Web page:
photo by Alice Lum
Henry Brevoort's country estate engulfed 86 acres between East 9th and 18th Streets and Fifth Avenue to the Bowery. Wealthy and apparently stubborn, when Broadway was extended to meet the Bloomingdale Road he demanded that it take a sharp bend at 10th Street so as not to intrude on his land. And because the family house sat directly upon the proposed site of 11th Street, between Broadway and the Bowery, he prevented the opening of 11th Street throughout the 1830's. But following Brevoort's death in 1841, his son, Henry, Jr., began selling off the family lands.
Grace Episcopal Church had been located at Broadway and Rector Street since its organization in 1808. Rector Thomas House Taylor and his congregation were considering an uptown move, following the northern migration of its fashionable members. Two years after Henry Brevoort Sr.'s death, the trustees bought the large plot of land at the northeast corner of Broadway and East 10th Street.
It is possible that Henry Brevoort, Jr. worked a deal into the transaction. His nephew, 23-year old James Renwick Jr., was an engineer with a bent towards architecture. An engineer on the massive Croton Reservoir project, completed in 1842, he was responsible for its hulking Egyptian Revival design. He had also designed a fountain in Bowling Green. Nevertheless, with no formal training his architectural credentials were sorely lacking.
Renwick was given the commission to design the new Grace Church. Rev. Taylor had spent extensive time in Europe touring the great Gothic cathedrals and it was most likely he who influenced Renwick's design choice. Gothic Revival architecture was relatively new and Grace Church would be the first significant structure in the style in Manhattan.
The masterful white marble church was completed in 1846, followed closely by the rectory. Sitting back within a grassy yard encircled by a magnificent Gothic Revival iron fence, the charming marble house echoed the church looming above it. Renwick's skill at design resulted in a romantic edifice that refused to be overshadowed by its cathedral-like neighbor.
Although having the appearance of a cozy cottage, the rectory was essentially a mansion. Renwick hid the actual symmetry of the floorplan by adding different faceted bays on either side of the centered entrance. Gothic tracery, spires and crockets, and pointed arch windows combined to form an excruciatingly picturesque structure.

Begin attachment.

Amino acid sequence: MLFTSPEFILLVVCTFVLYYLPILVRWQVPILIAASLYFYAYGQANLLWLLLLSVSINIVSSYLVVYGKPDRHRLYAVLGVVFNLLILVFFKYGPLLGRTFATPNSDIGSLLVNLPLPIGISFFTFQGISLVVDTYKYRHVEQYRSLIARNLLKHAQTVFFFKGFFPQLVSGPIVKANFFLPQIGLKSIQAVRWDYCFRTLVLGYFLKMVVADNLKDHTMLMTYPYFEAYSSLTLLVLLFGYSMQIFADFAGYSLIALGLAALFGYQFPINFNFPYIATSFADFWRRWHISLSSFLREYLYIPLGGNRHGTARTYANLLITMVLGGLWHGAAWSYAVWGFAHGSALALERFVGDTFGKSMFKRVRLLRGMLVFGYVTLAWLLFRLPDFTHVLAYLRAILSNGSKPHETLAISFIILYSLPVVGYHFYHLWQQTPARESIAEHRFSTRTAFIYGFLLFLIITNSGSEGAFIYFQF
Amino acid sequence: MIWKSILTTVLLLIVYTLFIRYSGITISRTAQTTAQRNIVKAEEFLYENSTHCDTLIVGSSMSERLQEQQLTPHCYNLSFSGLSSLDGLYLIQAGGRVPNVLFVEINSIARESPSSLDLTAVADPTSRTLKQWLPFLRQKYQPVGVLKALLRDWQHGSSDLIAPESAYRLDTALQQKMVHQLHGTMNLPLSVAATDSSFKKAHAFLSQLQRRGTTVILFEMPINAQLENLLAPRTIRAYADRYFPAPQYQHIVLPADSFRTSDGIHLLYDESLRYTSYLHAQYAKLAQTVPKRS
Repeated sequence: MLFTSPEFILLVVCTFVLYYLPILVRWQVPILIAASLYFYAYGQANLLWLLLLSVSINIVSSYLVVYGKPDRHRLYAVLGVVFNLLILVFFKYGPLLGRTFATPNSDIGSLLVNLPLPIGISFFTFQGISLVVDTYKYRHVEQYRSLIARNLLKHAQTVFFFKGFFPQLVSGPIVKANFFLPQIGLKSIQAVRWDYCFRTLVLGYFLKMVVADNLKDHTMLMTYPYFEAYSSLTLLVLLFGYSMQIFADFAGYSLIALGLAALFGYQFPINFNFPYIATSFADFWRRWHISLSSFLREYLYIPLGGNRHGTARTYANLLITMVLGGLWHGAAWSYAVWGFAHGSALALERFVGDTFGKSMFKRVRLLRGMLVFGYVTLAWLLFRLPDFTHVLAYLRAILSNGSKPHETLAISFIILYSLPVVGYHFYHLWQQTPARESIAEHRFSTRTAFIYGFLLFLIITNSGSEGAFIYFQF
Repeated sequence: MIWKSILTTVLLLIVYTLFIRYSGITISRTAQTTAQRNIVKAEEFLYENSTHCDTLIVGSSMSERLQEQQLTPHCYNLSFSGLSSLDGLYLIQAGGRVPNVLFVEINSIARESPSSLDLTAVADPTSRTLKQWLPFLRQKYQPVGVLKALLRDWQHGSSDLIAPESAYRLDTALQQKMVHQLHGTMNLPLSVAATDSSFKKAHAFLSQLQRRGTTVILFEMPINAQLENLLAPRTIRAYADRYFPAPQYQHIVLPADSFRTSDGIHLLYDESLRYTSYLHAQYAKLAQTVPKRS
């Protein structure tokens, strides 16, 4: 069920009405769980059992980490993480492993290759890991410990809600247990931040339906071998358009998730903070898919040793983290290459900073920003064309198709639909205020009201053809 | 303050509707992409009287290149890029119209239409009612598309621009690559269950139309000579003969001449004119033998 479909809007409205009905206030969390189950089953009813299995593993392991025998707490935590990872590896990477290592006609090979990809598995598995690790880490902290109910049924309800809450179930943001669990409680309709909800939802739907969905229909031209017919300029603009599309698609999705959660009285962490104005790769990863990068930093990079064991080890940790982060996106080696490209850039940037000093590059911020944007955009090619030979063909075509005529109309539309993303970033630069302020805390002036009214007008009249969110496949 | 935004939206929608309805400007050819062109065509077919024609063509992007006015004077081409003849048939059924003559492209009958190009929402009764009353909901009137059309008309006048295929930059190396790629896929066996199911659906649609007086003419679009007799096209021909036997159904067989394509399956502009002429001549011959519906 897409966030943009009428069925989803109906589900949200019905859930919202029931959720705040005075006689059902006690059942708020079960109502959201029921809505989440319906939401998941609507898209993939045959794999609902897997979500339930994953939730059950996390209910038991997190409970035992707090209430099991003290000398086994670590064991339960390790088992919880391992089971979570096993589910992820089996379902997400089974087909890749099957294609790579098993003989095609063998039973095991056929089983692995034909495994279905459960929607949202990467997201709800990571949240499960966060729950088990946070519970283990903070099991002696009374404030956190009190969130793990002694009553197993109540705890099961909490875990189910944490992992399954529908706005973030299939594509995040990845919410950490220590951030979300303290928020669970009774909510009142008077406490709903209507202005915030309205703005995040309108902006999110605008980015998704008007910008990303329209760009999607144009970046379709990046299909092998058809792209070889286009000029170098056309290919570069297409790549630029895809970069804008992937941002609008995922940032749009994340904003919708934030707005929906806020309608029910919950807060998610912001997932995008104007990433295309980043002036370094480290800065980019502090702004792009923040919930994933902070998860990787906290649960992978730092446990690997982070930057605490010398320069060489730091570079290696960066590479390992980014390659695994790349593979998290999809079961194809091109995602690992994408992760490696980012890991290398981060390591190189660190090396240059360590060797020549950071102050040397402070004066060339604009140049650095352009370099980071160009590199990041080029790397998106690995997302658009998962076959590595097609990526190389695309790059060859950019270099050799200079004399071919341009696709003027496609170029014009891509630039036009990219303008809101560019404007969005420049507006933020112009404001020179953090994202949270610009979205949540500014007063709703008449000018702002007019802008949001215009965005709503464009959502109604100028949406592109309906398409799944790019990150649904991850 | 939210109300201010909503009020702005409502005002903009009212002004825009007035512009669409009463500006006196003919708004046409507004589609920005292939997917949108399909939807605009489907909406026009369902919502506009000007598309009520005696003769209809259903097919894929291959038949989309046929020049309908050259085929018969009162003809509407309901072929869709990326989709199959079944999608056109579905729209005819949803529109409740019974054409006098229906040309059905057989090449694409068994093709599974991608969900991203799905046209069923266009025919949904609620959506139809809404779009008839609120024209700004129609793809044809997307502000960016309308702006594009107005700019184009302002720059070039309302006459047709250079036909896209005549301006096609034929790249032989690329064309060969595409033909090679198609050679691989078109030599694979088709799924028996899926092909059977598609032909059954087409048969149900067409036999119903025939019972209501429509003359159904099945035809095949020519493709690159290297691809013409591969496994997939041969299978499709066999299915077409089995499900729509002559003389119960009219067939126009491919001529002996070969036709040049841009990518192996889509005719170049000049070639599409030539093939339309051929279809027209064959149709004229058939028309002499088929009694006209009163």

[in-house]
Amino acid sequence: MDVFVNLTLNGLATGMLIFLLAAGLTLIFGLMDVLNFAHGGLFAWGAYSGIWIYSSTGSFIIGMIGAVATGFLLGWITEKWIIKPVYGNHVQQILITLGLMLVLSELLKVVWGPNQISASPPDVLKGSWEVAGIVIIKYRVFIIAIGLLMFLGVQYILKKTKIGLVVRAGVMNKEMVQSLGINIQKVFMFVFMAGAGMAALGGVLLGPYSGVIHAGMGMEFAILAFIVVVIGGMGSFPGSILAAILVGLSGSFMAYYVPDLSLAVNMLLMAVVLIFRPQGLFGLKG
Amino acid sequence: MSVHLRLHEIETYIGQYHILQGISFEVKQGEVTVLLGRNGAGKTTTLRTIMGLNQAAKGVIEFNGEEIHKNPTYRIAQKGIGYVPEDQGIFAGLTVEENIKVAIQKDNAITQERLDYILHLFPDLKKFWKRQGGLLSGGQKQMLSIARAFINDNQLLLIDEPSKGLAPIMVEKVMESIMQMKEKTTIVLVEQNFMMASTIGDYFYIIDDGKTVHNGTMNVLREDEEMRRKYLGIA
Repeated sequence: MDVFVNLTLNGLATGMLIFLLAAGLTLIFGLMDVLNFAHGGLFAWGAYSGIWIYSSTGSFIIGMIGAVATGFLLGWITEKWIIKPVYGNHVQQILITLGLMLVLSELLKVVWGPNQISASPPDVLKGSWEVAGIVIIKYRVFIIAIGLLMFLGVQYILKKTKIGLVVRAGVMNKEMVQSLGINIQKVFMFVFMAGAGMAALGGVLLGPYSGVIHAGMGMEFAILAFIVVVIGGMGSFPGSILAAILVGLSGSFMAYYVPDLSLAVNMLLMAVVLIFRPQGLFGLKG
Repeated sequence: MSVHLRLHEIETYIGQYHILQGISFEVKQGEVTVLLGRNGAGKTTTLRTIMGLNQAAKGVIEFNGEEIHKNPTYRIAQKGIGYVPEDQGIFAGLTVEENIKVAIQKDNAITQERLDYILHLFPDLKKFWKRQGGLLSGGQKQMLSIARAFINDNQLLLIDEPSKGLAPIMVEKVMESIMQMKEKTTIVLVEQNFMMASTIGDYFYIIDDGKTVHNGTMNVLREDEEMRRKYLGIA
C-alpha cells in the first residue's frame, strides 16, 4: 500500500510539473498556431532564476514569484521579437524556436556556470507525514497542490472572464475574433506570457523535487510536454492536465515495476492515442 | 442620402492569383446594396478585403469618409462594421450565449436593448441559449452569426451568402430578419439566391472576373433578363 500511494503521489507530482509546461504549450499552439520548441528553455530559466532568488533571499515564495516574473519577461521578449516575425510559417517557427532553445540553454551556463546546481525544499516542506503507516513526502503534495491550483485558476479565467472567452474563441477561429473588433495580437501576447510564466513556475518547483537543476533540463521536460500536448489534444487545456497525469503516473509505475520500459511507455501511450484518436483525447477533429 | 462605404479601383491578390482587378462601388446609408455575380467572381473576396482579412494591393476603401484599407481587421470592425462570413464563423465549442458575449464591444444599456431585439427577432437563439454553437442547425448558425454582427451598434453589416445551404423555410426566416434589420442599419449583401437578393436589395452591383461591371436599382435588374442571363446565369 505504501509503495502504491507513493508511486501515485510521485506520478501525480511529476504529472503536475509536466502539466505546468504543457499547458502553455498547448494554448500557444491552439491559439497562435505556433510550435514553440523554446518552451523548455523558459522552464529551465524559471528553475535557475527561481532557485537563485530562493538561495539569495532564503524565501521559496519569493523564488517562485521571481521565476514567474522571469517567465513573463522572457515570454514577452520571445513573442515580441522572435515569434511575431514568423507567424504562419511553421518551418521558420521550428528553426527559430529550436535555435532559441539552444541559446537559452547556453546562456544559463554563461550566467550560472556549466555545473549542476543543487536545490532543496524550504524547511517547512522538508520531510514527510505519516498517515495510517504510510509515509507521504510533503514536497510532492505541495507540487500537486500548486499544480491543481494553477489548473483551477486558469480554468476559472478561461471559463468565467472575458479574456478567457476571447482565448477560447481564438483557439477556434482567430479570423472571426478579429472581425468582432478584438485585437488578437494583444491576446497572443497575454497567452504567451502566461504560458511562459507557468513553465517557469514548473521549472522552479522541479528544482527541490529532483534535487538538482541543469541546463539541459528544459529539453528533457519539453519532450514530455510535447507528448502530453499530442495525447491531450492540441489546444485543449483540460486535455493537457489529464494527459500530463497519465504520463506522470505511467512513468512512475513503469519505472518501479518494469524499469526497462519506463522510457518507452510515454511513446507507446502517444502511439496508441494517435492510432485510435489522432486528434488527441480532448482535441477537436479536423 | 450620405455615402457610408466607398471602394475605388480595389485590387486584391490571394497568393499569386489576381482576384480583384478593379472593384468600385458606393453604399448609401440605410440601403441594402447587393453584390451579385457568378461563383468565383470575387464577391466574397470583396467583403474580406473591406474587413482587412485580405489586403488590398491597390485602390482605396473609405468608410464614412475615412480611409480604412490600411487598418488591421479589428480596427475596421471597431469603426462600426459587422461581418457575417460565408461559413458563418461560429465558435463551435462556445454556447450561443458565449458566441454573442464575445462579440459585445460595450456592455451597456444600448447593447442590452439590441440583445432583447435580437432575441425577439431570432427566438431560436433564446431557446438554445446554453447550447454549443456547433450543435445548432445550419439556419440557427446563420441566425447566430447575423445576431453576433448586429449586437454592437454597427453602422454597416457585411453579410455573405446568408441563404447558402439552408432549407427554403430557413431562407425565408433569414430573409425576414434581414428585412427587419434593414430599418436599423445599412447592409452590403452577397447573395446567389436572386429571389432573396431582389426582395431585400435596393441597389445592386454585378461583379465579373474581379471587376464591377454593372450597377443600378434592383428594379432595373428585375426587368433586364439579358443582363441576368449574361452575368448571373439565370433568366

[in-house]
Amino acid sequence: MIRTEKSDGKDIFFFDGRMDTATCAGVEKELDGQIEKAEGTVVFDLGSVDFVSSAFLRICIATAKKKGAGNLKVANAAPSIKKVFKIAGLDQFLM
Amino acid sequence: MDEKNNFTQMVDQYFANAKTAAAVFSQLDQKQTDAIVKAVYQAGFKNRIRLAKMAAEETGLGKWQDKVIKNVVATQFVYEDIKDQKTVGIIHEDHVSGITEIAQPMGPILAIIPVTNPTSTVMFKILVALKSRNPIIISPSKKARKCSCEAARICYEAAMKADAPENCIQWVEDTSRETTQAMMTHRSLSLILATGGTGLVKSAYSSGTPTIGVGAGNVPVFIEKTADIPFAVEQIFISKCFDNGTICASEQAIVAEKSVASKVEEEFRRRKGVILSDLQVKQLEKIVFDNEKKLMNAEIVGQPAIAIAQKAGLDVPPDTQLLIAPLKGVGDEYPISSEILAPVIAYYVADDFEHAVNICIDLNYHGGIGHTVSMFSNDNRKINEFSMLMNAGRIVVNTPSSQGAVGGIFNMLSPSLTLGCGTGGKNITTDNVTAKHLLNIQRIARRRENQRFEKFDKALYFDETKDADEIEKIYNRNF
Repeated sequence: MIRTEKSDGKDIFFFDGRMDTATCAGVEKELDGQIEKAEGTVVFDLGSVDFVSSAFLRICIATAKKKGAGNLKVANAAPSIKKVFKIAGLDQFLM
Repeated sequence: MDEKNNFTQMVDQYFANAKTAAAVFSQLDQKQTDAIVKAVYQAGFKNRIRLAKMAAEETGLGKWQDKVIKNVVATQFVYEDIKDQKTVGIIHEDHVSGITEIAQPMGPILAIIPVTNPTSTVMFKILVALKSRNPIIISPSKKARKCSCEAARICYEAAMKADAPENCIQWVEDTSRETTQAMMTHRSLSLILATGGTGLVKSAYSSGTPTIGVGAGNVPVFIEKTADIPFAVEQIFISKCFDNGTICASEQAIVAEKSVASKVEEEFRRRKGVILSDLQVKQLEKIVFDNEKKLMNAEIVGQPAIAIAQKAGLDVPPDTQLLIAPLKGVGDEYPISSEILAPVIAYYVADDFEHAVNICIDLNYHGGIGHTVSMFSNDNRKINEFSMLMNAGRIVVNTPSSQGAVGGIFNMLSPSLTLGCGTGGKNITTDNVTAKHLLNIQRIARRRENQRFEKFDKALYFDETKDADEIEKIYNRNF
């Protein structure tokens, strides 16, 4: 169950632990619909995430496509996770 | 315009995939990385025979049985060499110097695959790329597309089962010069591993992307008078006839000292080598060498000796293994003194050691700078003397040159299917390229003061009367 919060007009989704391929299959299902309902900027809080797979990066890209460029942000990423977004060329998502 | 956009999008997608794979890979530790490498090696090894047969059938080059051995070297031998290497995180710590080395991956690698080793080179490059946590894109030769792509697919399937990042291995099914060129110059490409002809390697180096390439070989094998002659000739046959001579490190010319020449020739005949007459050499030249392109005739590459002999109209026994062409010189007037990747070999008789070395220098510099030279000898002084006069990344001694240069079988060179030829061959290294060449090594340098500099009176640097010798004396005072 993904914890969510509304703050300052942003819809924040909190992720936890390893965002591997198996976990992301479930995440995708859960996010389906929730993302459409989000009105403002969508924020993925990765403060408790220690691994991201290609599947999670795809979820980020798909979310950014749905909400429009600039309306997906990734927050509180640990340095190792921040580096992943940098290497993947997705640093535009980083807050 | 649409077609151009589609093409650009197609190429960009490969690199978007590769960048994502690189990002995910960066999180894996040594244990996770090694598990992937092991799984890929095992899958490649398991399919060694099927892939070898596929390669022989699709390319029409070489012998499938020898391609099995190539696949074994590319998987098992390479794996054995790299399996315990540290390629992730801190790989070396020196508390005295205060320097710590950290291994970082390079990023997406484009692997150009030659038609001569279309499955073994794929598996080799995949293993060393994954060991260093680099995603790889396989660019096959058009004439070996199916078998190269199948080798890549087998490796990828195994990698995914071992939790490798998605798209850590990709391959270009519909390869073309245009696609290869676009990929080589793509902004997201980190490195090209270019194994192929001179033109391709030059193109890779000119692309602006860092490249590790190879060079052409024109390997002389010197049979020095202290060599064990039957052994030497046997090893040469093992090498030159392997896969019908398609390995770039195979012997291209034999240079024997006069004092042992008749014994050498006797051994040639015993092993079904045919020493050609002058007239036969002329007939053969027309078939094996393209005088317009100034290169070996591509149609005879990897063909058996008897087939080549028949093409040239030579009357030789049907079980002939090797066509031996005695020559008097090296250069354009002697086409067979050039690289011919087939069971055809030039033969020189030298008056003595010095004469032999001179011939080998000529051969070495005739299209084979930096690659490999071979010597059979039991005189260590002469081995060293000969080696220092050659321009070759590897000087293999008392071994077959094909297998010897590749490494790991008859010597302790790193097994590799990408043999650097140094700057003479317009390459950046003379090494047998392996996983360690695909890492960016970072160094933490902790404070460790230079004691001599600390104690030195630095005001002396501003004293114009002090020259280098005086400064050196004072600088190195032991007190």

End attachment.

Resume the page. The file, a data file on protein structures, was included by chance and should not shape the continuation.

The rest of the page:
The charm of the rectory was deserving of its own postcard around the turn of the last century. from the collection of the New York Public Library
Grace Church was the second wealthiest Episcopal Church in New York, after Trinity Church. In his 1882 New York by Gaslight, James D. McCabe, Jr. would point out, “At the morning service a greater display of wealth and fashion is presented here than at any other city church. Grace Church has been the scene of more fashionable weddings and funerals than any other place of worship.”
Rectors of such churches were highly paid. They and their families lived in a style similar to their millionaire congregants. Many owned country estates and traveled to Europe or fashionable resorts in the summer months when their churches were closed.
Rev. Henry Codman Potter was rector in 1875 when his wife, the former Eliza Rogers, planned an extended trip abroad. She placed an ad in the New York Herald on September 30 hoping to find positions for excess servants who would not be needed in her absence:
804 Broadway, Grace Church Rectory--A lady, going to Europe, wishes to obtain situations for a cook, a seamstress and lady's maid, and a waitress, whom she can highly recommend. Call for one week.
In 1880 James Renwick, Jr. was called back to design Grace House, a seamlessly matching 30-foot wide, three story structure that connected the church to the rectory. The New-York Tribune reported on August 10 that it would have "a handsome white marble front, each story possessing a well-proportioned bay window. Completed in 1881, it completed the country-like yard.
Renwick's Grace House perfectly complimented the rectory and the church. from the collection of the New-York Historical Society.